Apologies for missing a post, IT problems. Our guest speaker was the always welcome Peter Weaver, who will be returning in a couple of weeks to judge Round 3 of the Open Competition. This was followed by a video tutorial and a table top session. Peter showed us many instances of his own photographic journey and this set me to thinking about one particular aspect which we have talked around but not directly addressed in a while, that of taking pictures of people.
There are many forms this can take from the happy snap via passport style documentary through street to high art. For all of these we are going to use the same basic formula with appropriate, or lack of appropriate, vigour, starting with the background, putting our subject in it, lighting it then recording it. We are speaking generally.
So, background. Avoiding the classic lamp post/tree branch growing out of the subject’s head takes a bit of practice. Border patrol needs to become a habit when our attention is mainly on the subject, but that is easier said than done, especially when we are starting out. Choosing the background against which we will contrast our subject helps in getting this right. Not fool proof, but it works more often than it doesn’t and that little equation can be affected positively by establishing a routine and sticking to it.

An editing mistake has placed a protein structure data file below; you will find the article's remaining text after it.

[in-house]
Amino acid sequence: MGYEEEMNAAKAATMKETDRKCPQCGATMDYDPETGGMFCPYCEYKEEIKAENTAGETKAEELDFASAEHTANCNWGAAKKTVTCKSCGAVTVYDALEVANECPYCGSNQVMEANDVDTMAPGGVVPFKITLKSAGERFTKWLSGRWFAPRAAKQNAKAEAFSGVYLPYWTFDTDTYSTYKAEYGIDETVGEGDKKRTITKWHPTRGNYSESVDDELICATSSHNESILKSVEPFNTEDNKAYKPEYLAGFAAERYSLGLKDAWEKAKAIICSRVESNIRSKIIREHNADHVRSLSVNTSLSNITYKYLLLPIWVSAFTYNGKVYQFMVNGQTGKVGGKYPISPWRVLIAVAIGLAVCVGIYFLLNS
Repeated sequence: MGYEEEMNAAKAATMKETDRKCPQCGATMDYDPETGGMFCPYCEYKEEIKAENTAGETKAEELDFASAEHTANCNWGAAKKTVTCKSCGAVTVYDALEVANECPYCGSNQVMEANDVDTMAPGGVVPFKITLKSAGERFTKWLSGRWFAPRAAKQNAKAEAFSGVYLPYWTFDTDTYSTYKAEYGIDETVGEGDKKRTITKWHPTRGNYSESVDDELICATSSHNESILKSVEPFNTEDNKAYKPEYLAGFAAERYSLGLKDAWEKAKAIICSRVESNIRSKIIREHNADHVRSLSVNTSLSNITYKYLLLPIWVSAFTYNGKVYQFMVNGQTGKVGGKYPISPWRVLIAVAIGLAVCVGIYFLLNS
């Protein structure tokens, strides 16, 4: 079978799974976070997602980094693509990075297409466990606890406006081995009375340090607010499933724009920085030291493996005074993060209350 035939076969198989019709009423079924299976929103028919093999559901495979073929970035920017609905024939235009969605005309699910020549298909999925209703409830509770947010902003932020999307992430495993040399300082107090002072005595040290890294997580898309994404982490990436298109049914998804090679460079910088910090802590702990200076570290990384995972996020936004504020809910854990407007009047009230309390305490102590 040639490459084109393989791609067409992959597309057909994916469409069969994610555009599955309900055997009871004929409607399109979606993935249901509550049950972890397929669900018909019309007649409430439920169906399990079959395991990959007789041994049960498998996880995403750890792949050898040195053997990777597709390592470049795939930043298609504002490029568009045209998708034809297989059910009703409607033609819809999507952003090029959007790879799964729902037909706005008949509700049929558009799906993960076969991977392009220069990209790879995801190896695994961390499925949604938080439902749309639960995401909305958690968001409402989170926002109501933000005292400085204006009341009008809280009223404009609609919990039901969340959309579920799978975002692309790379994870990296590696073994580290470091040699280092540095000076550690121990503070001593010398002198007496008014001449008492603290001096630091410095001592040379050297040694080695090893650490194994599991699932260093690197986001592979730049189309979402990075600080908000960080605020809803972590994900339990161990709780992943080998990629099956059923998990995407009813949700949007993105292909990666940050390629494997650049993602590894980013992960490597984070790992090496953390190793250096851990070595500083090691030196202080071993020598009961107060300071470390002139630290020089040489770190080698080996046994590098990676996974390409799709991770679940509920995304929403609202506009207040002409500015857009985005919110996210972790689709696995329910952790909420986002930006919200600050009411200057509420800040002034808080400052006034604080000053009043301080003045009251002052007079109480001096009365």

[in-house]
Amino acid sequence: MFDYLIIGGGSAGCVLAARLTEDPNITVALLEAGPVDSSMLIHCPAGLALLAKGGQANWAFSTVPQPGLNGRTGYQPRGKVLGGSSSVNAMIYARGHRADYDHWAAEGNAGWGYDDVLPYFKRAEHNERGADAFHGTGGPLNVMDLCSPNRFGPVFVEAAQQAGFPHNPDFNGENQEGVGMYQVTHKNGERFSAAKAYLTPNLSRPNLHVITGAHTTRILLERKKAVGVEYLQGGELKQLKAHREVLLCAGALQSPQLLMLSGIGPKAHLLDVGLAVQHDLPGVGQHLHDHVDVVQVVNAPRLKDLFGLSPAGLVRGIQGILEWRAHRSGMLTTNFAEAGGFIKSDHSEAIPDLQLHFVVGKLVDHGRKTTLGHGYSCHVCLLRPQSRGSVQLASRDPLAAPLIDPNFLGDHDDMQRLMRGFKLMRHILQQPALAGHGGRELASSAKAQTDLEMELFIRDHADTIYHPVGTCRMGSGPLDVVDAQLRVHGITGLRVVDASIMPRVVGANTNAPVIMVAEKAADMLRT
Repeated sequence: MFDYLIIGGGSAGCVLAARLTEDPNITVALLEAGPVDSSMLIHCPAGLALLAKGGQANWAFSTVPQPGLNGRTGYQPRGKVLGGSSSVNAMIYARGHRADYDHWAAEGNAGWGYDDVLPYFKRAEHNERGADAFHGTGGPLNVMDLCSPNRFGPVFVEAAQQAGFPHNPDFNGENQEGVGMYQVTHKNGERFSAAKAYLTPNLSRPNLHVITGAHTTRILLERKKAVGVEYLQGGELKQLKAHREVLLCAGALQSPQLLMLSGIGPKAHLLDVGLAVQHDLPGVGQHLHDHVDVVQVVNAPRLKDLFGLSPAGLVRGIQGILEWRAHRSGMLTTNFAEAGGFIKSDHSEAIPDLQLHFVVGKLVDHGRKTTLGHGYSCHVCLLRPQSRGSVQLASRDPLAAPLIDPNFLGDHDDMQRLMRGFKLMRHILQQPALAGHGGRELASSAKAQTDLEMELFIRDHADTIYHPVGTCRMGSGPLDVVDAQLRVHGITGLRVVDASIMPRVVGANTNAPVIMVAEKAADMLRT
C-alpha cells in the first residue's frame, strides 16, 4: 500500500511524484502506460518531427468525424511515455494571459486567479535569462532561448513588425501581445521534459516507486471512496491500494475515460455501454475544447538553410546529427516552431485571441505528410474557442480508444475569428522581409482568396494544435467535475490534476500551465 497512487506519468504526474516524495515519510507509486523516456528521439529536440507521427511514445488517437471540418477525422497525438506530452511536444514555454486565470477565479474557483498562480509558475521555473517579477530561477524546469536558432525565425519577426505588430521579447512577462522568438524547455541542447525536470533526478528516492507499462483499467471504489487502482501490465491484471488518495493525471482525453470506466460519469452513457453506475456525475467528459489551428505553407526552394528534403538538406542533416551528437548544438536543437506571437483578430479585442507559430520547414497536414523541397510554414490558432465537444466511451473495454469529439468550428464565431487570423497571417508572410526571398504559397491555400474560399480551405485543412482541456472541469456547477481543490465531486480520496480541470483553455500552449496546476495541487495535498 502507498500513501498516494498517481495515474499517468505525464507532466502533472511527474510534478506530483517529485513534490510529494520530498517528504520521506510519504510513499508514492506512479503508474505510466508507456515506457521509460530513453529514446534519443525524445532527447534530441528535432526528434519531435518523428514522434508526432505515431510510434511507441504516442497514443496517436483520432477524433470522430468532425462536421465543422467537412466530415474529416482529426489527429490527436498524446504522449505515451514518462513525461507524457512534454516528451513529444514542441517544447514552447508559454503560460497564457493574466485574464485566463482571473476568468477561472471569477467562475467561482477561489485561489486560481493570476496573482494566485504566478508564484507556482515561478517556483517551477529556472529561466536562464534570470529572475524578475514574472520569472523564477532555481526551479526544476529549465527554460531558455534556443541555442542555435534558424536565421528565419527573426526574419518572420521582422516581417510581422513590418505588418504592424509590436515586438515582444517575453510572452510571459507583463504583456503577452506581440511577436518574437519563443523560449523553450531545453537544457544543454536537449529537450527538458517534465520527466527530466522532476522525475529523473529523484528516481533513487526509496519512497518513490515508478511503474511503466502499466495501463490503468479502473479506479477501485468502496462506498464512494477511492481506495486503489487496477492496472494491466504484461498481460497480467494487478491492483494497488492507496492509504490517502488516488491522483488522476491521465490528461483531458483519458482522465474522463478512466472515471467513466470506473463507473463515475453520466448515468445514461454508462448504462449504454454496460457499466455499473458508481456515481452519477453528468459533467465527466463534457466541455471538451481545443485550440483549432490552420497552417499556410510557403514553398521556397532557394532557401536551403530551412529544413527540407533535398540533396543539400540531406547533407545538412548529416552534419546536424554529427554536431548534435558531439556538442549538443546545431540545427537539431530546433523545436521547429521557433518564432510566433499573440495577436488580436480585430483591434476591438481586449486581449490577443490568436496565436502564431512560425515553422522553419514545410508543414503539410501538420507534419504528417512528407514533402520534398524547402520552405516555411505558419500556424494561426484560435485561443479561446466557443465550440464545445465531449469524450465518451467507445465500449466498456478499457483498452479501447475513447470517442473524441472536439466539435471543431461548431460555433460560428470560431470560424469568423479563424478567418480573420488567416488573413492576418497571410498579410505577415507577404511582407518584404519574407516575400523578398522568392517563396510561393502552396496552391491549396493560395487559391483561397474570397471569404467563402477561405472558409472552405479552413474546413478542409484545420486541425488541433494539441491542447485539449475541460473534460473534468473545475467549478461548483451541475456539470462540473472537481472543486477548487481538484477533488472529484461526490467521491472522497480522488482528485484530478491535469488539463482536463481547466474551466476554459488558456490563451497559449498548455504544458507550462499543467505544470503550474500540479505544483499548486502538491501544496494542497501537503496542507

Two easy to stick to rules for backgrounds are fill the frame with your subject (goes for all single subject photographs) and blur the rest. In the first of these we can either zoom with the lens or zoom with our feet. Perspective doesn’t change the same way when we zoom with the lens as when we zoom with our feet, as different focal lengths will handle background compression in a different way (sort of, it’s the subject to distance that changes in order to keep the subject the same size in the lens).